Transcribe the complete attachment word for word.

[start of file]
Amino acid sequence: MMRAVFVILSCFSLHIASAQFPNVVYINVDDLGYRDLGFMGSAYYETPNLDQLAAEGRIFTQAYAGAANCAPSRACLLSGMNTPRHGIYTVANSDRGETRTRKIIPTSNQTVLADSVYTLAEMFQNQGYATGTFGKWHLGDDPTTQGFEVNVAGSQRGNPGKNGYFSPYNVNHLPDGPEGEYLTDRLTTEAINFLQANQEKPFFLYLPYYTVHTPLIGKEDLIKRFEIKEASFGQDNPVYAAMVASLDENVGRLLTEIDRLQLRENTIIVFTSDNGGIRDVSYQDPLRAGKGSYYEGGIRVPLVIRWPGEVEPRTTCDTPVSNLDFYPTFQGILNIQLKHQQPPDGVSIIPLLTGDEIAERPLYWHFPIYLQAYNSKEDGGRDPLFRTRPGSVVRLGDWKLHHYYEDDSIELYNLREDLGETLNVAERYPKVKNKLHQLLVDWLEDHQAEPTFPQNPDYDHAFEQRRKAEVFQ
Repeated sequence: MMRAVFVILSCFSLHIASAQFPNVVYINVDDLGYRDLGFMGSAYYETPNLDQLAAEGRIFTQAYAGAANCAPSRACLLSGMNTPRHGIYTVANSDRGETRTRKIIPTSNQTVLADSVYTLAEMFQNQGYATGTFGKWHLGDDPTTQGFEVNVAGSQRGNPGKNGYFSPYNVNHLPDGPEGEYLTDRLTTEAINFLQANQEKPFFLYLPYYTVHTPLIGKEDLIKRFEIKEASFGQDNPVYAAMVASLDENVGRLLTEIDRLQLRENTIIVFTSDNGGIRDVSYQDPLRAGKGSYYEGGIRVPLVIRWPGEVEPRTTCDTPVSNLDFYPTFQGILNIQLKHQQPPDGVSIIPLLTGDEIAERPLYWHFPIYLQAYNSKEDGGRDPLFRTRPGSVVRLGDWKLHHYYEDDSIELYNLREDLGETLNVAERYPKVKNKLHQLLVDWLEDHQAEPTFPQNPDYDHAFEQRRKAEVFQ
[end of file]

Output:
Amino acid sequence: MMRAVFVILSCFSLHIASAQFPNVVYINVDDLGYRDLGFMGSAYYETPNLDQLAAEGRIFTQAYAGAANCAPSRACLLSGMNTPRHGIYTVANSDRGETRTRKIIPTSNQTVLADSVYTLAEMFQNQGYATGTFGKWHLGDDPTTQGFEVNVAGSQRGNPGKNGYFSPYNVNHLPDGPEGEYLTDRLTTEAINFLQANQEKPFFLYLPYYTVHTPLIGKEDLIKRFEIKEASFGQDNPVYAAMVASLDENVGRLLTEIDRLQLRENTIIVFTSDNGGIRDVSYQDPLRAGKGSYYEGGIRVPLVIRWPGEVEPRTTCDTPVSNLDFYPTFQGILNIQLKHQQPPDGVSIIPLLTGDEIAERPLYWHFPIYLQAYNSKEDGGRDPLFRTRPGSVVRLGDWKLHHYYEDDSIELYNLREDLGETLNVAERYPKVKNKLHQLLVDWLEDHQAEPTFPQNPDYDHAFEQRRKAEVFQ
Repeated sequence: MMRAVFVILSCFSLHIASAQFPNVVYINVDDLGYRDLGFMGSAYYETPNLDQLAAEGRIFTQAYAGAANCAPSRACLLSGMNTPRHGIYTVANSDRGETRTRKIIPTSNQTVLADSVYTLAEMFQNQGYATGTFGKWHLGDDPTTQGFEVNVAGSQRGNPGKNGYFSPYNVNHLPDGPEGEYLTDRLTTEAINFLQANQEKPFFLYLPYYTVHTPLIGKEDLIKRFEIKEASFGQDNPVYAAMVASLDENVGRLLTEIDRLQLRENTIIVFTSDNGGIRDVSYQDPLRAGKGSYYEGGIRVPLVIRWPGEVEPRTTCDTPVSNLDFYPTFQGILNIQLKHQQPPDGVSIIPLLTGDEIAERPLYWHFPIYLQAYNSKEDGGRDPLFRTRPGSVVRLGDWKLHHYYEDDSIELYNLREDLGETLNVAERYPKVKNKLHQLLVDWLEDHQAEPTFPQNPDYDHAFEQRRKAEVFQ